Cannes 2022: Iranian Saeed Roustaee goes up again with “Leila’s Brothers”

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After his previous film Tehran law, the Iranian director Saeed Roustaee confirms his exceptional talent as a screenwriter with a work of goldsmith on the dialogues, the images and the framing out of the ordinary. In Leila’s Brothers (Leïla’s brothers), in the running for the Palme d’Or, for almost three hours, the stories of a family as modest as they are in debt intertwine, collide and respond to each other in a subtle way and in constant movement with the injustices, cruelties and hypocrisy of the society around them.

RFI : Your camera’s eye focuses in your new film on an Iranian family. This family, made up of Leïla’s parents and her four brothers, is in danger of exploding, because around it all the fundamentals seem to be collapsing. There is a factory that closes, a clan godfather who dies, the currency is devalued, Leïla who cannot find a husband… Is this a film about a bankrupt society? ?

Saeed Roustaee : The film tells the story of a family, but, indeed, when we see it, we feel that this family is not unique, that there are other families similar to this one and that we let’s tell a bigger and bigger story. But it’s all in the film and I don’t want to explain that.

A metaphor appears several times in the film, that of the elevator. How the casting went to find the film’s two elevators ?

I have no particular taste for metaphors or symbols. I don’t really see an artistic approach to it. I prefer to tell a story. What I really like is the narrative and finding a fair structure for my story and my narrative. Now, if you see in the elevator the symbol of the aspiration to change class, indeed, these are characters who want to change class. But like the upper floors, the upper classes were forbidden to them, as if we didn’t want them in the other classes, we were barring that access to them. They were prevented from having a verticality in their social evolution. This theme, I assume. Indeed, if you want to read the lift in that sense, I agree.

And how did you find the two elevators ?

[Rires] The lift at Manouchehr (Payman Maadi), we built it. He does not exist. And the other, we looked for it a lot… We had a lot of trouble finding it, but it seems perfect to me.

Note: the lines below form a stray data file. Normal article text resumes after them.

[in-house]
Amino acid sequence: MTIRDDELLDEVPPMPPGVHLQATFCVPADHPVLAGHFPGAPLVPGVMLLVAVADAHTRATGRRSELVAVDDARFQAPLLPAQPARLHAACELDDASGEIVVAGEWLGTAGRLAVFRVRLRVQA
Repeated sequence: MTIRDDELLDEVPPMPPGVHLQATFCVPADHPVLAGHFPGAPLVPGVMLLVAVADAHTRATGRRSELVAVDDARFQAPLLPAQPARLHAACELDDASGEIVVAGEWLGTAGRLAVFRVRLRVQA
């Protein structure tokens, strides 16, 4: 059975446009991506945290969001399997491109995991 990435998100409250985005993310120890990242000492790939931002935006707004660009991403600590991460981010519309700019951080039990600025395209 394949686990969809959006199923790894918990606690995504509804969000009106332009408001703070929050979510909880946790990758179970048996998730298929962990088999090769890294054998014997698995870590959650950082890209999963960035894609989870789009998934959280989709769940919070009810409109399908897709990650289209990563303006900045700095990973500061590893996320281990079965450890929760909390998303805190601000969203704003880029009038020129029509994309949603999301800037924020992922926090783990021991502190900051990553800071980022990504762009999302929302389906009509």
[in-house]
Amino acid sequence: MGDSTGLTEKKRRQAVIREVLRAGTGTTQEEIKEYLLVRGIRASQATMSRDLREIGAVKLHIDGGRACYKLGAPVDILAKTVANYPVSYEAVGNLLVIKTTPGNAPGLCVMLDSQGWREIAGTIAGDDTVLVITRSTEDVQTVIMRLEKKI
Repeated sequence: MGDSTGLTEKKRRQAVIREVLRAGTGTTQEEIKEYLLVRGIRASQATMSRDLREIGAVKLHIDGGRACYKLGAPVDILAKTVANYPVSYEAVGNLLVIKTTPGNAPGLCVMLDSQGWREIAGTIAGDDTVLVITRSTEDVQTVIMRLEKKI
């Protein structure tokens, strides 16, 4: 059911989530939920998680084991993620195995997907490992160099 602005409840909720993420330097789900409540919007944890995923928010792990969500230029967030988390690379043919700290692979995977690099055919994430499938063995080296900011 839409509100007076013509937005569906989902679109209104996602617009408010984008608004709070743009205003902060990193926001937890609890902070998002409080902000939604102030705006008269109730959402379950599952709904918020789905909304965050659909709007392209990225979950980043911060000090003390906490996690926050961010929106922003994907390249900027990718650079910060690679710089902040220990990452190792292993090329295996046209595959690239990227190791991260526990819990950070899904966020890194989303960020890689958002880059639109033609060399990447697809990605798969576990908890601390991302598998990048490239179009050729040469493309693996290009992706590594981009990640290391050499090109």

What were the criteria for the lift ?

We needed an elevator that throws it! A lift that really makes them aware of the climb. Let the rise be something they feel. So it’s Manouchehr who wants them to go up there. And the other elevator is also at home, at work, it’s him who wants to take them from the first rickety elevator to the second elevator that impresses them.

“Leila’s Brothers”, by Saeed Roustaee. © Amirhossein Shojael

Manouchehr is someone who is in a bad way, he is someone with whom nothing works, but he has this aspiration to go up, to change class, to manage to climb. So, at home, he lives in a hovel, in an apartment which is just a clandestine room, built on a roof. He can’t even get there by elevator, only by this lift. He is very badly crossed, but, all the same, in this situation, he wants to have attributes of this life to which he aspires. And as he longs for that elevator, he tries all the same to have signs of that life in his own. He tries to pretend that everything is fine with him.

Through this family you approach and collide with many problems, from unemployment to sexuality and homosexuality, paternalism to sexism, but at the center of the film is neither the father nor the brothers, but Leïla . For you, the solution will be feminine, the future is written in feminine ?

Yes, this is absolutely something I observe in Iranian society. Women move forward, women embrace life, they don’t run away from life, but they live life, they solve all the problems of life. They are on the front line of life, as one might be on the front line of a war. They really confront life. It’s something that I observe and that appears explicitly in my film.

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Cannes 2022: Iranian Saeed Roustaee goes up again with “Leila’s Brothers”